The show was billed as "Springsteen Appreciation Night" since the Bruce Springsteen Symposium was taking place at Monmouth University that week. Having a Springsteen crowd in the audience had to give Glen a few flashbacks of his days in Cats On A Smooth Surface when Mr. Springsteen would show up to jam with the band nearly every Sunday. It's not the best way to get people to know your music but it's unfortunately the Jersey musician curse.
After ripping through "Kiss Your Ass Goodbye" from his current record, Welcome to Hollywood, (and on a recent Styx record as well), Burtnick played "Peggy Sue" by Buddy Holly and then commented, "It's Springsteen Appreciation Night... I appreciate Bruce Springsteen... I think Bruce Springsteen would appreciate Buddy Holly." Glen then played a cover of Springsteen's "4th of July, Asbury Park (Sandy)".
It was a bit unusual to see Burtnick in the quite confines of the Saint. Although, as Glen pointed out, his son Beau had played there often with the band Dibs, it was as if Glen was somewhat in a strange world. For years, he was a mainstay of the Stone Pony crowd - an audience that finds its way to the Saint, but still a larger alien audience to the club. After years of touring nationally as a solo artist and tours of duty with Styx, Glen now seems more comfortable in smaller settings like the two coffeehouses he played to during the summer.
The setlist was comprised of originals from throughout his career with the exception of "Talking In Code", his debut album. The show included a heavy dose of tunes from "Heroes & Zeroes" including "Abilene", "Here Comes Sally", "Follow You", "Palm Of My Hand" (released on the special later version of "Heroes & Zeroes" and "Replace My Face" and "Roses" - both popular live numbers from that album's tour.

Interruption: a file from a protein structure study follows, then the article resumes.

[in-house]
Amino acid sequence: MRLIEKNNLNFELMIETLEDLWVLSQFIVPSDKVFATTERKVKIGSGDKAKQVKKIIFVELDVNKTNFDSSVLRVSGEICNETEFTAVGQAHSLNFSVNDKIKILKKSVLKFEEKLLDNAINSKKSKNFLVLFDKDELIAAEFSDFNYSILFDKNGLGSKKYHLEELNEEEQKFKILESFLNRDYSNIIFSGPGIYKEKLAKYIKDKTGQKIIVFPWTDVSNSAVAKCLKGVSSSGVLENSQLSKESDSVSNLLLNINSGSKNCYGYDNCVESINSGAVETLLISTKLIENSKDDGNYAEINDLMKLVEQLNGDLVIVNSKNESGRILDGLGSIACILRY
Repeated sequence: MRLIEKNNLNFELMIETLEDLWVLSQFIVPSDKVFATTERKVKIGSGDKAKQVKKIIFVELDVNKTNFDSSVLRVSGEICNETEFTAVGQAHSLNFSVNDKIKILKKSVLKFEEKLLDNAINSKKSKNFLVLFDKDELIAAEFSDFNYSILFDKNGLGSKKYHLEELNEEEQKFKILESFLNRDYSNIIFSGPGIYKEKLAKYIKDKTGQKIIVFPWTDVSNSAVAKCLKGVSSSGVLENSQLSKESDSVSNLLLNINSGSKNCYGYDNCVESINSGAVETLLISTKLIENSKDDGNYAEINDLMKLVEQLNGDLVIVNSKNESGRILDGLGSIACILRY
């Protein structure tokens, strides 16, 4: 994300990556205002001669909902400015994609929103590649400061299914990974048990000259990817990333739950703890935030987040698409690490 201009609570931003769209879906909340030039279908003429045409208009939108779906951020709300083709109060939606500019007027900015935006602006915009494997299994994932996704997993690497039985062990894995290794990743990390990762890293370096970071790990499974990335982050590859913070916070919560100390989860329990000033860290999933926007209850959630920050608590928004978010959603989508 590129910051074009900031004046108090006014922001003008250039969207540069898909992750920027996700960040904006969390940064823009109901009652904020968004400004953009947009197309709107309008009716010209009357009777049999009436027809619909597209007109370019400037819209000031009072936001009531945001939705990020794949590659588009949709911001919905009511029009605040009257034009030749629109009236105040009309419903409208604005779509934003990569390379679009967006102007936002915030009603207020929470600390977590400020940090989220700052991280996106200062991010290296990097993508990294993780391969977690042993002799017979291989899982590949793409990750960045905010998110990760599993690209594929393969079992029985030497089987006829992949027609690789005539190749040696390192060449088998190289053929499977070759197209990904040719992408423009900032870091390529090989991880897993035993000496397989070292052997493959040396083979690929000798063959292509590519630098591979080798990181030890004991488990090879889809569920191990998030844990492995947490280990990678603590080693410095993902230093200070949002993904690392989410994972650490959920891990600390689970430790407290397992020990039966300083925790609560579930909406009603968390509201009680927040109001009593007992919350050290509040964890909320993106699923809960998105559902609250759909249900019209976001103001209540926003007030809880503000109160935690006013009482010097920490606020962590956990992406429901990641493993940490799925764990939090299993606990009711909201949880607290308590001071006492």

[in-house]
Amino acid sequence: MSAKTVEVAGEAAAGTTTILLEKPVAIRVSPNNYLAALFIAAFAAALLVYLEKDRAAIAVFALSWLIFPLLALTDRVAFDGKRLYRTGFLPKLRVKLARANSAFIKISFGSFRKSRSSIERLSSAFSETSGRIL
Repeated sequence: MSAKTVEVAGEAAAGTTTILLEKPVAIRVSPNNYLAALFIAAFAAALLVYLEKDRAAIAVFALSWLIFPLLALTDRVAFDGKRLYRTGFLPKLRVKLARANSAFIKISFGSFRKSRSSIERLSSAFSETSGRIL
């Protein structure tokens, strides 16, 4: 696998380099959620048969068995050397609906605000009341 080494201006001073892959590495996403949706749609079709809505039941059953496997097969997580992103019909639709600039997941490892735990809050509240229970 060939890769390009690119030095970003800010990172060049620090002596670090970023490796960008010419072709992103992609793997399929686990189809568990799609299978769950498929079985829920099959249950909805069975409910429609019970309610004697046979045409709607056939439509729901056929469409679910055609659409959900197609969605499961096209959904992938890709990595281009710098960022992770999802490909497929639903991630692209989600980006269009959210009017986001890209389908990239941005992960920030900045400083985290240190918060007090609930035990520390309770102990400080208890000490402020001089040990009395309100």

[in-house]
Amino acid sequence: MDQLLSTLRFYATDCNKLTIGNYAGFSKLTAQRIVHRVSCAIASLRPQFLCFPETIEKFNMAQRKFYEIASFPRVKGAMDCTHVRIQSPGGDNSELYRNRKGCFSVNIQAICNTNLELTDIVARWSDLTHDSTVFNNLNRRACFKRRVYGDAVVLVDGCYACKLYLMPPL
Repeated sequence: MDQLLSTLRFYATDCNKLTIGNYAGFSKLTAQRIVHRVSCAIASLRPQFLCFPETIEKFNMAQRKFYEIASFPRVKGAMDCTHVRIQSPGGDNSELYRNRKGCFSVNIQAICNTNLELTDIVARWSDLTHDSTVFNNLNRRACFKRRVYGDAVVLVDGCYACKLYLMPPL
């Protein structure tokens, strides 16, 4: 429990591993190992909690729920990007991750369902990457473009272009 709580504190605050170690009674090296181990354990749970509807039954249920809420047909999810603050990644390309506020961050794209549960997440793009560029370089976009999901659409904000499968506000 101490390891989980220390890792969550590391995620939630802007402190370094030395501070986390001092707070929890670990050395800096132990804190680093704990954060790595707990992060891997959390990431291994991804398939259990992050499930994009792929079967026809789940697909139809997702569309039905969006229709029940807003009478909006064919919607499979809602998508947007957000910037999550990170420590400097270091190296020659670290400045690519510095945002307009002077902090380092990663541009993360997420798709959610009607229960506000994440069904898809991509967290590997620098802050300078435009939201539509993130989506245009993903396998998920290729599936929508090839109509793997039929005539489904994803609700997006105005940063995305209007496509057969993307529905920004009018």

Throughout the night, Glen told little stories about his wife and his kids. He mentioned how it was his daughter Sally's first day at high school before playing "Here Comes Sally". He told the story of how a few lines from "Window Of The World" actually were inspired from watching his son Beau play hockey. And he embarassed his wife a little with a story of how she left a gas station with the hose still attached to the car until discovering it several miles ahead.
Glen dove into his Slaves Of New Brunswick catalog with a rendition of "Exit Number 9", covered "Blackbird" by the Beatles, played a wonderful "Watching The World Go Bye" and scattered in a few other nuggets during the hour set. All in all, it once again showed what a wonderful songwriter Glen Burtnick is and has always been. It's a shame that he never got the recognition he truly deserved. If you ever get the chance to see him in an intimate setting you'll wonder why he isn't a star.